Determinate tomatoes do not require pruning as a rule as their growth habit is short and compact. It may be necessary to prune them to keep out of pathways or to stop encroachment to other plant’s light levels.

Supporting determinate tomatoes

Being a bush variety, determinate tomatoes do not need substantial support structures as indeterminate tomatoes require. Smaller foliage supports typically used for perennial flower beds can be used to good effect for determinate tomatoes.

The video below shows you everything else you need to know, along with practical solutions to most of the problems you may face around keeping determinate tomatoes.

Indeterminate Tomatoes

Indeterminate tomatoes grow very tall. Typically 8 feet high, and some varieties can reach a greater height, as much as 12 feet or more.

Indeterminates will continue to grow and produce fruit for the whole season until the first frosts kill off the plants.

Indeterminate tomatoes will continuously bloom, set new fruit and ripen this fruit at the same time. Due to these plants’ sheer size and weight, they require sturdy support structures such as tomato cages or stakes.

Do Indeterminate tomatoes need pruning?

Indeterminate tomatoes crop much better when they are pruned. They are typically grown in an upright fashion as a cordon (A single-stemmed plant).

From this single stem, the indeterminate tomato plant will grow as high as 12 feet, and every 8 to 10 inches will push out a flowering branch known as a truss.

This truss will produce clusters of flowers, and as the plant grows, it produces these trusses up the stem until they are stopped by topping the plant.

This is a process when you cut out the growing tip to prevent the plant from growing any taller and allowing it to ripen the fruit it is already carrying.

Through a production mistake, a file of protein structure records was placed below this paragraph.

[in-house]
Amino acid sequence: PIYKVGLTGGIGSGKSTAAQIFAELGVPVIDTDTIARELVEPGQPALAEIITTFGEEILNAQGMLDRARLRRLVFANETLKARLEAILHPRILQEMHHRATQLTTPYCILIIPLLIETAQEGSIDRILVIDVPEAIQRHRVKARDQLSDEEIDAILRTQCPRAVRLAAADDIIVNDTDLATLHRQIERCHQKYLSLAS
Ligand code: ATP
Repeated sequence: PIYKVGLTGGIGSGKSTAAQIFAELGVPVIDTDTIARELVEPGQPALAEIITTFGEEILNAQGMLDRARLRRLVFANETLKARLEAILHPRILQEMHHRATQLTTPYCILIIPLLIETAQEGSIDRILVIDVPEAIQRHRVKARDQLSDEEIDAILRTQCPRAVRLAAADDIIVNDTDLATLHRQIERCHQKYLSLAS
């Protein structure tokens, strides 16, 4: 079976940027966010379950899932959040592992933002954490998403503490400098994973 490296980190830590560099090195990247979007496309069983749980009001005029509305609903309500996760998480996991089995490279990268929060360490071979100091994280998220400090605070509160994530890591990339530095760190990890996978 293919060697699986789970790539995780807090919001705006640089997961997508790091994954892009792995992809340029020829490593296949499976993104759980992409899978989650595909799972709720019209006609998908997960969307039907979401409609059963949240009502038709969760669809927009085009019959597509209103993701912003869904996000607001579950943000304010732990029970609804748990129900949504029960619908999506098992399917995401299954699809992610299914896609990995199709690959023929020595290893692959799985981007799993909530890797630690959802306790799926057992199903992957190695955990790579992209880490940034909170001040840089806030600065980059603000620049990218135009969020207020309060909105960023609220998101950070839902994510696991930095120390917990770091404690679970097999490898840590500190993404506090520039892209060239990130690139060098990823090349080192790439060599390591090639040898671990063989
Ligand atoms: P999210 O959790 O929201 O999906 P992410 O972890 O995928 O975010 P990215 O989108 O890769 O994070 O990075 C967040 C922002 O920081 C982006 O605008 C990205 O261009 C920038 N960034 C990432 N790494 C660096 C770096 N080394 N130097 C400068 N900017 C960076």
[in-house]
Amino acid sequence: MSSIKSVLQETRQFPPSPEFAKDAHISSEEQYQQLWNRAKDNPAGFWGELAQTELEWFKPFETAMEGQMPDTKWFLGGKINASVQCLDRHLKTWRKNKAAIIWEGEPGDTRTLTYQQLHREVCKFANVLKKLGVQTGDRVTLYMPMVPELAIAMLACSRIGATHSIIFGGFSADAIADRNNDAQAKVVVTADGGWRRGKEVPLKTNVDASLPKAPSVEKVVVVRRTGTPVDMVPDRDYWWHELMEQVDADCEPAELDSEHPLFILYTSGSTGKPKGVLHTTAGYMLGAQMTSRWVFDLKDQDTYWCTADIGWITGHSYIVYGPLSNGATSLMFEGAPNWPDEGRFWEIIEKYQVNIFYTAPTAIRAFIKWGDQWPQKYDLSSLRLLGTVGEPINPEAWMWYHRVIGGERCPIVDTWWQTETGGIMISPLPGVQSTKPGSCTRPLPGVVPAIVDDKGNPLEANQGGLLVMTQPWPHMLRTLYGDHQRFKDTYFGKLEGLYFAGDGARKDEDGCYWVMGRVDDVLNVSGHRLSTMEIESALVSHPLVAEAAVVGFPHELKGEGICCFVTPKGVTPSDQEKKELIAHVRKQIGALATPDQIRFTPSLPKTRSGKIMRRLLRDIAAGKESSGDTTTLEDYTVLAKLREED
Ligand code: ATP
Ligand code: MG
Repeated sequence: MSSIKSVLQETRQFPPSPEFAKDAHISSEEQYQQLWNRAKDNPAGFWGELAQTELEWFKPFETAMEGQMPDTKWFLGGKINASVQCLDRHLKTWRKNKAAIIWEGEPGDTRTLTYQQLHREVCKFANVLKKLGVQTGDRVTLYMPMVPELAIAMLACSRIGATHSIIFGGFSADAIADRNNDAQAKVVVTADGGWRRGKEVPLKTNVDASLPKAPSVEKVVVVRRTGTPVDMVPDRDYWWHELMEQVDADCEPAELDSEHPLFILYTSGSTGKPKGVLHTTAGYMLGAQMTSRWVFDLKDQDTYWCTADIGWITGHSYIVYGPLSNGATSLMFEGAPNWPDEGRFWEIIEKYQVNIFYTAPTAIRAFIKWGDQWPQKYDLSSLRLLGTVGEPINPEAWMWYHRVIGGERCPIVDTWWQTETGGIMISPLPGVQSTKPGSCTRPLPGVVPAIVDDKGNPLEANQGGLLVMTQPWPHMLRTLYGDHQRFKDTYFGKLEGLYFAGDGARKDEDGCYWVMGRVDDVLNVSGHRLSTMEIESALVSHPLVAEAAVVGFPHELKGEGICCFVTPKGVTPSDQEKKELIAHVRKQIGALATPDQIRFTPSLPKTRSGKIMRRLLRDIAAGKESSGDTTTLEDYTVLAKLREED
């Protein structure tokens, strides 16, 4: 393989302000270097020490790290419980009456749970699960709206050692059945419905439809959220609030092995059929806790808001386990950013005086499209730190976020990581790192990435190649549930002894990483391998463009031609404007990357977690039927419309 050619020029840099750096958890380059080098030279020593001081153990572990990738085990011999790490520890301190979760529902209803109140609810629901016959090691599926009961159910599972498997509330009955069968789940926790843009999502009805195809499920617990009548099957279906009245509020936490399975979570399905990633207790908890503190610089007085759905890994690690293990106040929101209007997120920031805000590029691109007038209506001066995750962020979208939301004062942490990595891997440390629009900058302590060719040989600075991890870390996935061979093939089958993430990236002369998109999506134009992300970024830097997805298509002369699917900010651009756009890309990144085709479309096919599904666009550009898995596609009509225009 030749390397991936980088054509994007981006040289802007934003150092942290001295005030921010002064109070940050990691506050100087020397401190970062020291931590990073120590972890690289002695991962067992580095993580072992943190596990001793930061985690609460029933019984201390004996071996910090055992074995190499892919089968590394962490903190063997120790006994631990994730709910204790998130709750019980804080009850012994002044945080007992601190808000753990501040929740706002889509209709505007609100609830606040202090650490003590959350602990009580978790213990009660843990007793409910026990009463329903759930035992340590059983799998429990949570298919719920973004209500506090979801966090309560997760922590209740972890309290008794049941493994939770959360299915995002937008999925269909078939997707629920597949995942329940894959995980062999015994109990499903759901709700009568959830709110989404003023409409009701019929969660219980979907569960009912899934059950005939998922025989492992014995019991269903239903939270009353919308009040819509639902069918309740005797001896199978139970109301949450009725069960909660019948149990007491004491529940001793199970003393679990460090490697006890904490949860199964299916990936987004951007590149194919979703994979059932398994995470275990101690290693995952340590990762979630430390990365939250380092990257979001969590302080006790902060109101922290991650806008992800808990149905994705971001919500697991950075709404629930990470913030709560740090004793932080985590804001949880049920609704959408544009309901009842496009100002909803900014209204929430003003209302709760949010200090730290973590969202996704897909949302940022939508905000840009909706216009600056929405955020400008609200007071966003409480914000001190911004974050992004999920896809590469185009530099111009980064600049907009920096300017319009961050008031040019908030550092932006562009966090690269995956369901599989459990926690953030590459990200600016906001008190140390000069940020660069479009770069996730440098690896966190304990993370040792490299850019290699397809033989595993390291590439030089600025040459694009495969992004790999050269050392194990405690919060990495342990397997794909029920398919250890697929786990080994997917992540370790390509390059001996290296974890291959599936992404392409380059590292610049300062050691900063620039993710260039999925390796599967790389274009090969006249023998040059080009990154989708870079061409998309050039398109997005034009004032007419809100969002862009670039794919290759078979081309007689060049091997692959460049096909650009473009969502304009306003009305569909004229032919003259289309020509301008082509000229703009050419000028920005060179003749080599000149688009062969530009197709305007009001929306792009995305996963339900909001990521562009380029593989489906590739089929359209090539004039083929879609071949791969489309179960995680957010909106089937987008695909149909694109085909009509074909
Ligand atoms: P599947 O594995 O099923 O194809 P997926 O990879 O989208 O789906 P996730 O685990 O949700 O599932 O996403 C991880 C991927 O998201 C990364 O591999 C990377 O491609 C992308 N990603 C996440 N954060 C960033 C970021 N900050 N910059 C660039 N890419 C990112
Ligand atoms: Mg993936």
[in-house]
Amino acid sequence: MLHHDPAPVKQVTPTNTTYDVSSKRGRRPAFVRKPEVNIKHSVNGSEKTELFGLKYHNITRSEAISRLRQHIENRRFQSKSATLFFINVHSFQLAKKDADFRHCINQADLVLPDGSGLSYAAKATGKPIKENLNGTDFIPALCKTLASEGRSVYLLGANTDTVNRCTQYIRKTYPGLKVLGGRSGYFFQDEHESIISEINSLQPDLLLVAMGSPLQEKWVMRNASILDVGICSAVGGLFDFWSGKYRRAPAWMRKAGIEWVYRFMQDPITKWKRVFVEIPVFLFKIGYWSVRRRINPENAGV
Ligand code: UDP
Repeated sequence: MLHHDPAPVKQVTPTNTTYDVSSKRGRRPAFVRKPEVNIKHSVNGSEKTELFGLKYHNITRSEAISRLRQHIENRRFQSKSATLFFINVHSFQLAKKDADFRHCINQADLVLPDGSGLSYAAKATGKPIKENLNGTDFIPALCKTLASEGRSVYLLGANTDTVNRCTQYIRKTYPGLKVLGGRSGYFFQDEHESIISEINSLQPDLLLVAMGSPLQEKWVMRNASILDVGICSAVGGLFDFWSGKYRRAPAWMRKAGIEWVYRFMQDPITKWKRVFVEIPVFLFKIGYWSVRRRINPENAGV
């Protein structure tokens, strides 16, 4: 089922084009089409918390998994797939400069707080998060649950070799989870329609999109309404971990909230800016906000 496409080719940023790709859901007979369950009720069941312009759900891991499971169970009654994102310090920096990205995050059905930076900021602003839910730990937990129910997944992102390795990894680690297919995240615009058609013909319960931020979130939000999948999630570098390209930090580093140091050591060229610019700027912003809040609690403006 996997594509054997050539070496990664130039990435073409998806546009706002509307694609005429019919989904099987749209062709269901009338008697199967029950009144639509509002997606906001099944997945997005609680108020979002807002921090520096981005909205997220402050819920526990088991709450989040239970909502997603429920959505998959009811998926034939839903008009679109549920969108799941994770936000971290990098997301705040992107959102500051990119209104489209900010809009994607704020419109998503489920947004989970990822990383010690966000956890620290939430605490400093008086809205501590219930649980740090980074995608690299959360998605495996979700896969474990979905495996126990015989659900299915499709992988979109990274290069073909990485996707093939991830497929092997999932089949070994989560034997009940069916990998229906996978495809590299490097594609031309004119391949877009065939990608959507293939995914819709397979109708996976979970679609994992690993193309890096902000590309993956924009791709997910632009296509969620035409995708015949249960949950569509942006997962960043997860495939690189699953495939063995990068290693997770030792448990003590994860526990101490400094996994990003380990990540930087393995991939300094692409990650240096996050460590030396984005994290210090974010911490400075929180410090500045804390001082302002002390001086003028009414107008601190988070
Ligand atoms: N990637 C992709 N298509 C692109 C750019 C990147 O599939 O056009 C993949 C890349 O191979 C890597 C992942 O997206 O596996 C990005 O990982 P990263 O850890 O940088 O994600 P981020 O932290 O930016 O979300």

In warmer climates, you might be able to get 8 or 10 trusses of fruit from an indeterminate tomato plant. But where I live, I top them after the 6th truss to ensure I have enough time to ripen all the fruit.

How to prune an indeterminate tomato plant?

When indeterminate tomato plants are growing, they will push out small side shoots between the stem and the leaf axel. This side shoot will, if left, grow into another stem.

It will do this at an astonishing rate during the main growing season. So the gardener has to be constantly pruning their tomatoes to prevent this from happening.

Simply take hold of this new growth and bend it sideways; this will snap cleanly. If you take these while they are young, it leaves no area for the disease to enter.

Continue removing these side shoots until the day you harvest your last tomato.

As the season progresses, it may be necessary to prune off the bottom leaves to allow light into the fruit to help them ripen. Only remove the leaves up to the bottom truss of fruit.

If the leaves on the plant above the bottom truss are bushy, you can trim these back to 1/3rd of their original length.

My favorite indeterminate tomatoes list

NameUses / Characteristics
AlicanteFantastic cropper, 70 days to harvest
Amish PasteVery fleshy and great for sauces and eating
Austin Red PearVery prolific and shaped like pears
Big pinkLight pink in color, 10 oz fruits
Black CherryDelightful dark fruits
Big BrandyPink color and tangy taste
BeefsteakHuge tomatoes up to 4lbs in weight
Cherry BabySmall cherry tomatoes excellent on salads
Dester1lb fruits pink in color
Gardener’s delightMedium-sized tomato with good flavor
Golden GemOrange cherry tomato, sweet in salads
Golden sunshinePlum shaped orange in color
Razzle DazzleLarge slicing tomato raspberry colors
Red pearBlemish free red pear-shaped fruit
SungoldMy favorite tomato. sweet orange cherry

How to support Indeterminate tomatoes?

Indeterminate tomatoes are huge plants and require some serious support. Considering there could be over 30lbs of fruit on a single plant.

Again we have various ways in which to support indeterminate tomatoes.

  • Trellis
  • Stakes
  • Cages
  • Wire / String

Trellis

As we discussed, we grow as a cordon, so a trellis is a great support for cordon-style tomatoes. You can tie in this single stem anywhere along the trellis.

Stakes

When using stakes for indeterminate tomatoes, it is important to have a strong thick stake that can support a lot of weight.

This stake should be buried deeply in the ground at the time of planting so that the tomato root system helps to support the stake.

Cages